Even if you’re the creator – for example, you’re doing the filming or taping – you still have to get permission from the people and things you’re filming or recording. A couple of common contracts are a talent release and a location release. A person you are filming signs a talent release to grant you the right to use their image and voice. A location release grants you the right to film in a location and retain copyright of the footage.
Note that it’s not just the main subject who might have to sign a talent release. It can apply to anyone who is identifiable. You should also be aware that other copyrighted works can be captured in your video and might require permissions, such as images of photographs or musical soundtracks playing in the background while a subject is filmed.
Audio recordings might also require a talent release. You’ll need permission to use music soundtracks, and even short sound clips such as a crowd cheering or a car starting will need copyright clearance if someone else made the recording. Things are further complicated because a recording might have more than one layer of copyright. For example, you’ll need a talent release from a person reading a poem and you’ll need separate permission from the poet or publisher for the poem itself.
The internet is a good source of stock video footage and audio clips but, as with images, you have to be careful about licensing. You can obtain stock video footage and audio tracks from commercial libraries such as iStockPhoto or from a variety of sources including film archives and museums, which may include out-of-copyright material or works licensed under Creative Commons.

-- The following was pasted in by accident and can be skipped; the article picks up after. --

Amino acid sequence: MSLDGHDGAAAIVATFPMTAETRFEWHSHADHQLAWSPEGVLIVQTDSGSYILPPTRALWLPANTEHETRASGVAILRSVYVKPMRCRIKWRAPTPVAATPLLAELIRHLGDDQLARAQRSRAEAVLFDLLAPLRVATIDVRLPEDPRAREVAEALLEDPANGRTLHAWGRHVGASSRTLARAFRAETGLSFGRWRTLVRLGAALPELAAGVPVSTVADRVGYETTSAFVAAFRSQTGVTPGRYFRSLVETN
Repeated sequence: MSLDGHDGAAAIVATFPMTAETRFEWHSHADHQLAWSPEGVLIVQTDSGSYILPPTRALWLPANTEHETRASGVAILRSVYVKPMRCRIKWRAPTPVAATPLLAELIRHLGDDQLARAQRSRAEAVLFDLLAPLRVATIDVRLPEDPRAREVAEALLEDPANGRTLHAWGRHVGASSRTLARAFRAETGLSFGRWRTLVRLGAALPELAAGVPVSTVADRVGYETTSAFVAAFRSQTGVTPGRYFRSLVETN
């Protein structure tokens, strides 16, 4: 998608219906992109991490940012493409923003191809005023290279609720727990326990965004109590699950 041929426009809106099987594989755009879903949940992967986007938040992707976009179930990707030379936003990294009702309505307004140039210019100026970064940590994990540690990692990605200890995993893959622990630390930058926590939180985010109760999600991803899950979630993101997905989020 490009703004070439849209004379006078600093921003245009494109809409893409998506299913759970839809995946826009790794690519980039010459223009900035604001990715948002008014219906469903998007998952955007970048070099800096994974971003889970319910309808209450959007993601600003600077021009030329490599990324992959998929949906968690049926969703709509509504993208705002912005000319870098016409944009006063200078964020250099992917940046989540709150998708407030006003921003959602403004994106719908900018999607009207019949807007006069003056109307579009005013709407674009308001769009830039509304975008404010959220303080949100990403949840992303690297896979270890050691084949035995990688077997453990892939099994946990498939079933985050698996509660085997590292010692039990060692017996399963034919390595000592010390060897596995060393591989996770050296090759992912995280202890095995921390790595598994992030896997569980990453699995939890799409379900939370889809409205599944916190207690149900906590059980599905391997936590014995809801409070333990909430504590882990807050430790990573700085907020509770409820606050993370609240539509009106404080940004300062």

If you want to use special fonts — fonts not available as part of the limited set found on most e-readers — you’ll need to embed font files in the ebook file. In order to do this, you will have to obtain and, in the case of commercial fonts, pay for a special licence to distribute the fonts with the ebook.
You might already have purchased a licence to use these fonts for printed books but the digital licence will be separate. It will probably be levied on a per copy or per title basis which can become a significant cost.
It’s also likely that the licence terms will require the publisher to protect the distributed fonts from illegal copying. The EPUB format, for instance, supports a system called font obfuscation which is a kind of DRM for fonts.
Another area that’s different from printed books is technology licensing. This shouldn’t be an issue with the majority of Kindle, EPUB, and PDF ebooks as they will be using technology that is freely usable. But it will come up if, for example, you hire an app developer or a technology service provider. You’ll need to agree upfront who owns the technology that you’re using, for example by specifying that the developer is working for you on a work for hire basis. Regardless of whether you paid for it, if you don’t own it, you’ll need an explicit licence to use it.
Conversion source files
If you use an ebook conversion service, you might find that they retain the so-called source files. These are intermediate files you might need in future to make changes or generate new formats. This is akin to a photographer retaining the negatives. You might not want them, or you might not find them useful, but you should clarify ownership so there’ll be no surprises later.
Find out more about this topic on our Digital Publishing 101 useful resources site.